If Adrian Shergold’s film tells us anything about life in 1970s England, the overriding message is that being a female standup comedian was clearly no laughing matter. Take the eponymous Funny Cow for example – we are never told the character’s actual name and indeed, when we first meet her, she’s still Funny Calf (Macy Shackleton), a self-assured youngster with a tendency to live in a dream world and tell tall stories, something that earns her the undisguised hatred of her peers. She is going through what might be called a troubled childhood. Her mother (Christine Bottomley – and later in the film, Lindsey Coulson) is a hopeless alcoholic and her father (Stephen Graham) a short-tempered bully, but none of this is enough to subdue her fighting spirit.

Pretty soon, FC has grown up to be Maxine Peake and has acquired her own short-tempered bully of a husband, Bob (Tony Pitts, who also wrote the script). Bob is an aggressive slob, ever ready with a foul-mouthed put-down and a helpful head-butt whenever his wife steps out of line. But FC remains indomitable, and at a working men’s club one evening, has a kind of epiphany when she witnesses veteran comic, Lenny (Alun Armstrong), toiling his way through a time-worn routine to the undisguised derision of the audience. She is the one person there who finds him funny. She decides this is the life she is destined for and, whatever it takes, she’ll make it happen. The two of them form an uneasy alliance, as she follows him from gig-to-gig, watching his inexorable slide into oblivion while honing her own craft.

Funny Cow is a strangely unsettling film – it tells its story though a series of vignettes and cuts back and forth in time with a kind of gleeful exuberance, each section marked by hand written title cards. The stand-up routines we’re offered aren’t generally all that amusing – indeed, most of them are more like tortured confessionals, as FC talks direct to camera. It certainly isn’t a recruiting campaign for would be stand-ups. Even when she’s made a success of her chosen career, FC is shunned by virtually everyone she knows. A scene where she makes an uncomfortable visit to her brother, Mike (also played by Stephen Graham), and his family is particularly toe-curling.

It’s by no means a perfect film. The usually dependable Paddy Considine struggles somewhat as Angus, the middle class bookshop owner to whom FC runs when she realises she can no longer live with Bob. There’s nothing wrong with his performance per se, but the script somehow fails to give him a single line that convinces, making him little more a caricature, all vintage brandy and visits to the thee-ay-tah. It’s one of the film’s few missteps.

But one thing is for sure: Peake is an extraordinary presence in the lead role, displaying an almost luminous quality that seems to light up the screen whenever she appears. Here is a brilliant actor at the very height of her powers and this performance confirms her as one of the best and most versatile of her generation. It’s also a film that stays with me long after I’ve left the cinema, aided no doubt by Richard Hawley’s memorable theme song; he also makes a cameo here as a would-be performer at FC’s first disastrous audition.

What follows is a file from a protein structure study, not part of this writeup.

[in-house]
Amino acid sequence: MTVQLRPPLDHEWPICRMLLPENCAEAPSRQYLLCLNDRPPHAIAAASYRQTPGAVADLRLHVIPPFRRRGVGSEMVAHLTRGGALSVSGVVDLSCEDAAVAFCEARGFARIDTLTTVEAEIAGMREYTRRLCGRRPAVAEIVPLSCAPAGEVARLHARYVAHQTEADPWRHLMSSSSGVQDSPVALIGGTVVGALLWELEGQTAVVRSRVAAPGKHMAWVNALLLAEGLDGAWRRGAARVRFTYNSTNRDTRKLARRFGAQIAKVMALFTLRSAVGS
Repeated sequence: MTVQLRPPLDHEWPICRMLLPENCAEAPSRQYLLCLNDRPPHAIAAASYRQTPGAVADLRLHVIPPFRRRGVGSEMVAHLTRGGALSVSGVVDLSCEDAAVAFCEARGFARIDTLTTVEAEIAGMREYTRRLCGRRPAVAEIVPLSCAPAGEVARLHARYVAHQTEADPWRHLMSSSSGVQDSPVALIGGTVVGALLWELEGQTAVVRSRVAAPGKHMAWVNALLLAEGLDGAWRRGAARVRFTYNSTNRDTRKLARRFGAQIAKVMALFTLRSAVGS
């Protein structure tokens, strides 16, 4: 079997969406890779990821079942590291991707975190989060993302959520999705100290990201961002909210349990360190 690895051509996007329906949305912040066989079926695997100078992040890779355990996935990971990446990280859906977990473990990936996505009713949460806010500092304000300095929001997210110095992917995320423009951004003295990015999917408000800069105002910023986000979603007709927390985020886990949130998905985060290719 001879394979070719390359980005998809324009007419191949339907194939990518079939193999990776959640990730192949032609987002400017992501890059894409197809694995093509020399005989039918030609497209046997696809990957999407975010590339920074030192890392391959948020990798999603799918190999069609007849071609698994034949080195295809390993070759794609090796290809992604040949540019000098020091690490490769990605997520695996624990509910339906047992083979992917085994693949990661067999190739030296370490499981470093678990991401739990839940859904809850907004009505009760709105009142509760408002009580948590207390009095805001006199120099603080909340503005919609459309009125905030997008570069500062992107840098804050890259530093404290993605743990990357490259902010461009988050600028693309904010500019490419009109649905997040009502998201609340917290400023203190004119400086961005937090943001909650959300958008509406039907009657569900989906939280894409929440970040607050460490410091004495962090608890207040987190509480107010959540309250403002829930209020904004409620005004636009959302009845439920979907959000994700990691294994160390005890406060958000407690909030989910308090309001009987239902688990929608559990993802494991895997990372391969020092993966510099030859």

Eagle-eyed viewers will spot some genuine comics in cameo roles: Dianne Morgan, Vic Reeves and John Bishop to name but three. Keep your eyes peeled for others.

4.4 stars

Philip Caveney

Film Stars Don’t Die in Liverpool

17/11/17

Film Stars Don’t Die in Liverpool is Peter Turner’s story. Based on his memoir of the same name, the film, scripted by Matt Greenhalgh, tells of Turner’s affair with fading film star, Gloria Grahame, and the extraordinary tale of how she came to live out her last days with his mum and dad in 1980s Liverpool.

The performances here are exemplary: both Jamie Bell (as Peter) and Annette Bening (as Gloria) are on top form, and their relationship is affectingly conveyed. Bening convinces absolutely as the ex-Hollywood sexpot, holding her head up high and forging a career in British theatre: proud but vulnerable; confident but insecure. Bell is also utterly credible as the young Turner, flattered by the attentions of someone so famous, falling hopelessly in love. And it’s a touching story: rejected by the film industry, out of touch with her family and dying of cancer, Gloria turns to her ex-lover for the warmth she knows his ‘ordinary’ family can offer, and his parents (Julie Walters and Kenneth Cranham) are more than happy to oblige.

A shame, then, that there isn’t more on offer here. There’s a stellar cast without much to do: Vanessa Redgrave, as Gaynor’s mother, says almost nothing of note; Frances Barber, as her sister, does what she can with a couple of bitchy lines. Walters stands out, as she always does, but is criminally under-used, never called upon to offer anything more than ‘kindly mum.’ The marvellous Stephen Graham plays Peter’s brother, but his talent is wasted: he just sits at the kitchen table wearing one of Harry Enfield’s Scouser wigs, whinging occasionally and looking meaningfully at his strangely silent wife (Leanne Best).

I think the problem is that it’s all very rose-tinted, too closely based, perhaps, on Turner’s memoir, without enough space for the spiky complexity of human reality. It’s superficial and chocolate-boxy: a special memory preserved as in a photo-book, rather than an engaging film that allows its characters to show their flaws. And the story arc lacks drama too, never really building, never really drawing us in. This is a film that relies entirely on its central performances; the casting director (Debbie McWilliams) has done a sterling job; thanks to her, it’s not an entirely missed opportunity.

3.6 stars

Susan Singfield